Russian Investment in Cambodian Property, with George Kachmazov
Realestate.com.kh caught up with Mr George Kachmazov, founder and managing partner of Tranio.com, an online overseas property start-up. Kachmazov is a respected real estate and investment expert, as well as a keynote speaker at many national and international property conferences, and regularly contributes to print and online media with insight on real estate trends and advice for first-time investors. We know there is a large population of Russians in Cambodia. Are Russian's interested in the Cambodian property market now? If not yet, what might be attractive about Cambodia for property investment for Russian buyers? It’s true that there are many Russians who spend winter seasons in Southern Asian countries, including Cambodia, Thailand and Vietnam. Many of them rent out their Russian apartments and rent homes in Asia. We have had enquiries for apartments and townhouses in Sihanoukville in 2013–2014, but demand on Cambodian real estate is very low compared to other countries.There are several things that might be attractive about Cambodian property: low taxes, low prices, relaxed lifestyle, friendly people, new experiences. There are Russians who see drawbacks, though: lower market transparency (compared to Europe) and Cambodian property ownership restrictions for foreigners (they are not allowed to own land).What other ASEAN regional countries are attracting attention from Russians? We see interest in Thailand and Vietnam. In the whole, ASEAN countries are more popular among far-eastern residents of Russia because of the distances. For example, our research shows that people from the Vladivostok region (east of Russia) are three times more interested in Thai property than Muscovites who prefer to buy property and spend holidays mainly in Europe because it’s closer. How can a Cambodian property seller make their property more attractive to potential Russian buyers? what features are they particularly interested in? what terms of sale etc?
Be trustworthy and convincing. Russians are often skeptical and ask for substantial facts and proofs. They tend to be in doubt: “Why should I work with this seller? Should I purchase this property or wait until I find something better?” This often results in prolonged or delayed transactions. Also a Cambodian property seller needs to be open and transparent, because Russians are afraid of scams.
If you sell residential property for buyer’s own use, sell lifestyle and emphasise aspirational features of a property and location. Unlike many Westerners, Russian buyers tend to buy more on emotion and less on price. As for features, Russian lifestyle buyers prefer houses and apartments in a close proximity to beaches, and sea view may be demanded.
Do support and advice at all stages.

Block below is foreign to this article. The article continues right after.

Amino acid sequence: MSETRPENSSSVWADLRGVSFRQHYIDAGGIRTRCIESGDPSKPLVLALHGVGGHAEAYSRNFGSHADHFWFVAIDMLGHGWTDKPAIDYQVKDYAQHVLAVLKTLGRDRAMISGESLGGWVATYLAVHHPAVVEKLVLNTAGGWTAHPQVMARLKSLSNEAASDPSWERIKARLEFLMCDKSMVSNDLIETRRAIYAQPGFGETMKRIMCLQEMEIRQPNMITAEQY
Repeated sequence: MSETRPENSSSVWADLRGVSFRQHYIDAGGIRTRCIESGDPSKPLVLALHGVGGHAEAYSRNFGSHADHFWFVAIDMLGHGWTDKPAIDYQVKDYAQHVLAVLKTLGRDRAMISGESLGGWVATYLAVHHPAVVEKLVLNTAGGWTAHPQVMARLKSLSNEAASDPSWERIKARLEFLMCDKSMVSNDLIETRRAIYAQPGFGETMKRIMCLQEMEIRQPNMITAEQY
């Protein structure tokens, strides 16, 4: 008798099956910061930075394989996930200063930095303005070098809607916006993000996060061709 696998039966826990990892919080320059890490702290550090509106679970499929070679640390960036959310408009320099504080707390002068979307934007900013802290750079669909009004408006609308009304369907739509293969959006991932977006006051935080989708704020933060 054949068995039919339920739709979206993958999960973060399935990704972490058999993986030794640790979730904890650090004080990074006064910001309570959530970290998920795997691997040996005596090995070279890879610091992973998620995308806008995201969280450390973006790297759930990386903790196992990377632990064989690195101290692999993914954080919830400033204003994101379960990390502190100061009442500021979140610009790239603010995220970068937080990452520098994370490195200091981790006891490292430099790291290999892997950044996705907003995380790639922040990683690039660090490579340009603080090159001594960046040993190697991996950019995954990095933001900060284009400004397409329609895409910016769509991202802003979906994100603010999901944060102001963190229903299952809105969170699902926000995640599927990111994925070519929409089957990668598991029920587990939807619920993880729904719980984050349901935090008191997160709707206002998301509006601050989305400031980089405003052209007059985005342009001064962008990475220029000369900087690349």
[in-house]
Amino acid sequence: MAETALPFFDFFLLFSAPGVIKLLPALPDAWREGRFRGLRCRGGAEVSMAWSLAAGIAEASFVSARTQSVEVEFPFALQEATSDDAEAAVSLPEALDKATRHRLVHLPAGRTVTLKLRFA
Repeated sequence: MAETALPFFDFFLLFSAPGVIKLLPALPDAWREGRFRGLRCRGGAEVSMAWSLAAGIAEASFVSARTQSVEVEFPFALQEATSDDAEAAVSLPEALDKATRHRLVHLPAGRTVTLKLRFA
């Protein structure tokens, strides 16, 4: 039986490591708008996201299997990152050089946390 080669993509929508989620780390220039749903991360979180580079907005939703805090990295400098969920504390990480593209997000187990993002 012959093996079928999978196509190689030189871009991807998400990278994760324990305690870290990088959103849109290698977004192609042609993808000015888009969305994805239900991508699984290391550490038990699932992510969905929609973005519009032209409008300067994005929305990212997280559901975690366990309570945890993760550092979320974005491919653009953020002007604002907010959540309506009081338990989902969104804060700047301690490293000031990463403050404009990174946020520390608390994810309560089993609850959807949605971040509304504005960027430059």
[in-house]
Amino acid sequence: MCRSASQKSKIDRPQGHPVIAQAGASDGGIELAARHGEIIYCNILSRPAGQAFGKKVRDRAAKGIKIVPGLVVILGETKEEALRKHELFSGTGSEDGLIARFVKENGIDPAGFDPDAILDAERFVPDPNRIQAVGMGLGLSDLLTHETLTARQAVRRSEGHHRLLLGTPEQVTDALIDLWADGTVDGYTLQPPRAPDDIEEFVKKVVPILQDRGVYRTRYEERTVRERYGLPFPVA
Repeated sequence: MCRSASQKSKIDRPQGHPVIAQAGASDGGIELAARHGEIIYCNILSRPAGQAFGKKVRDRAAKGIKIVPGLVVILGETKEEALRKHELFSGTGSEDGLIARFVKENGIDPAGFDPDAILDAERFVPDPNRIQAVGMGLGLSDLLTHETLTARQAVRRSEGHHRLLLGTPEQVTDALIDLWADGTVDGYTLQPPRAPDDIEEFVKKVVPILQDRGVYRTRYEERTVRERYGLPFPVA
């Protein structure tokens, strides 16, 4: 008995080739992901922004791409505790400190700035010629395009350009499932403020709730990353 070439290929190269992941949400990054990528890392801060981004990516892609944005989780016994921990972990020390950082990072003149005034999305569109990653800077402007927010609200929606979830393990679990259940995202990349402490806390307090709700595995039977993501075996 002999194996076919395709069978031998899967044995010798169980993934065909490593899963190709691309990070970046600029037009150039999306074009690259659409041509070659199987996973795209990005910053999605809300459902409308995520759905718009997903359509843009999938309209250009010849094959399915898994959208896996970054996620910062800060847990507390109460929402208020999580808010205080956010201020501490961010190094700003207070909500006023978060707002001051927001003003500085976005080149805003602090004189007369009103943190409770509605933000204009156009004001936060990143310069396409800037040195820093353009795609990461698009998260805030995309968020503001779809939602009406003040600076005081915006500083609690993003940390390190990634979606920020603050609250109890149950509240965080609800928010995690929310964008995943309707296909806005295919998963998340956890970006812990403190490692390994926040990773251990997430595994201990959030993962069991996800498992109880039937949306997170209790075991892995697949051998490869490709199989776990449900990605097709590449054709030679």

What are the most popular locations for Russian investing overseas?Judging by the number of enquiries on Tranio.com in Q1 2016, the most popular countries are Spain, Germany, Italy, Montenegro, Czech Republic, Finland, Austria, Hungary, France and Slovenia. Spain has maintained absolute leadership during the last several years, and buyers stay attracted by relatively cheap property (prices dropped by 40% in seven years), sea and warm climate. Germany, strongly placed as number two, is preferred by those of our clients who want to invest in rental real estate, diversify investment and protect capital from Russian risks. What type of properties are they Russians usually seeking abroad? A big proportion of clients buy apartments by the sea for their own use – either to spend holidays overseas or to move permanently. This kind of buyers are active in Spain, Italy, Montenegro, France and Turkey. Since 2014, we are working closely with clients who want to invest in real estate rather than spend money on holiday villas and flats. This kind of buyers tend to purchase residential property to rent it out (according to our research conducted in 2015, 63% of respondents in commercial property market choose rental apartments). Mini-hotels are also popular (21% of respondents), as well as rental blocks of flats (16%).What are some facts and figures on total outward investment in property by Russians?Investment into overseas property was gaining in popularity since early 2000s. 2012–2013 showed a considerable increase in the number of Russian-speaking clients. In many countries, including Spain, Bulgaria, Latvia, Turkey and Montenegro, Russians took leading positions in the residential property market. But after 2014, when the ruble had plummeted, investment volumes decreased dramatically. In 2012–2013 Russians invested in property overseas more than 400 thousand dollars every three months, and in 2014–2015 about half as much. According to the Russian Central Bank the volume of transfers was down 30% year-on-year, checking in at just 199 million dollars, compared to 281 million dollars in Q1 2015 and 484 million in Q1 2014.Not only is the investment volume is shrinking, but so are buyer budgets. On the other hand, we have noticed a growing demand on investment property, particularly in terms of income-generating buy-to-let residential and commercial premises. Also our clients become more and more interested in development projects.What are the key motivating factors for outward real estate investment for Russian buyers?Five-six years ago, Russians were motivated by a “superplus” of money, they had enough liquidity to invest into seaside resort villas and enjoy European lifestyle. Between early 2014 and May 2016, the US dollar rose against the Russian ruble by over 80%. So, property overseas became much more expensive for people who earn income in rubles. The main motivations for Russian buyers now are extremely low mortgage rates in Europe and opportunities to invest money into safe, low-risk markets. Why is online marketing so important for international property buyers?According to National Association of Realtors of the US, three quarters of buyers start searching for property by looking at Internet listings. Word of mouth simply isn’t enough, every real estate company has a website, and it’s essential to promote it and raise its visibility in search engines so that potential buyers would be able to find it among thousands of other sites. Since 2014, we’re promoting the English version of our website, Tranio.com. Today at least 5% of our audience are clients from Europe, Asia, America and the Middle East, and their share is constantly growing.Tell us more about Tranio: Tranio is an international real estate broker. We help our clients buy and rent property directly from foreign agencies and developers without extra charges and unnecessary intermediaries. We are not just a real estate website because we provide support and advice at all stages of selecting and buying a property, and we are not a traditional real estate agency either, because we have about 500 partners all around the world, and we do not favour any particular agency or developer at the expense of the others. Also we publish news and reports on property overseas and give an expert advice. In 2013–2016, we closed 500 deals. How long has Tranio been around? What inspired it? We’ve been on the market for six years. After my family had bought a second home in Croatia in 2010, I had an idea to create a real estate business. I saw potential in this segment, as there were many clients, a lot of interesting products, and low competition in Russia compared to the vast market capacity. We started to design and develop the website in 2010, and launched the full working version in March 2011. At first, we planned to monetize the website the same way most real estate sites do — by selling advertising and paid listings. But very soon we disliked the idea because abundant advertising always makes a website less user-friendly and lowers its quality. In 2012, we changed the mode of monetization and became a mix of Internet portal and real estate agency. We were selling second homes by the sea and helping people spend their money on lifestyle. In 2014, we launched the English version of our website, started working with international clients and sell buy-to-let commercial property. The change in business strategy helped us not only survive the crisis but also rise sales volumes despite decreasing demand on real estate overseas. As the crisis hit the Russian market in 2014–2015, we changed our strategy once more. We saw investors rising their yield expectations as yields were falling gradually in every European country due to high demand and relatively low construction volumes. We understood that the only way to earn money in today’s market is to invest it into projects of added value, namely into redevelopment and renovation projects, and we started to offer them in 2016. Our next goal is to create our own redevelopment project. We are planning to find investors, purchase a multifamily building in Spain, renovate it, create micro-apartments and sell them to end users who will either use units themselves or rent them out. At the same time, we will go on expanding the share of international property buyers in order to protect our business from Russian risks. Some other articles George has recently contributed to:Five reasons why guaranteed high yields don’t exist ; Russian crisis breeds a mature generation of property investors ; How property plays a role in balanced pension investments ; Buy-to-let investments in Germany are a boon for small budgets ; Risks: macro and micro pitfalls in property investment strategies ; Overseas Investors: Tricks To Financing Your Property Investment In Europe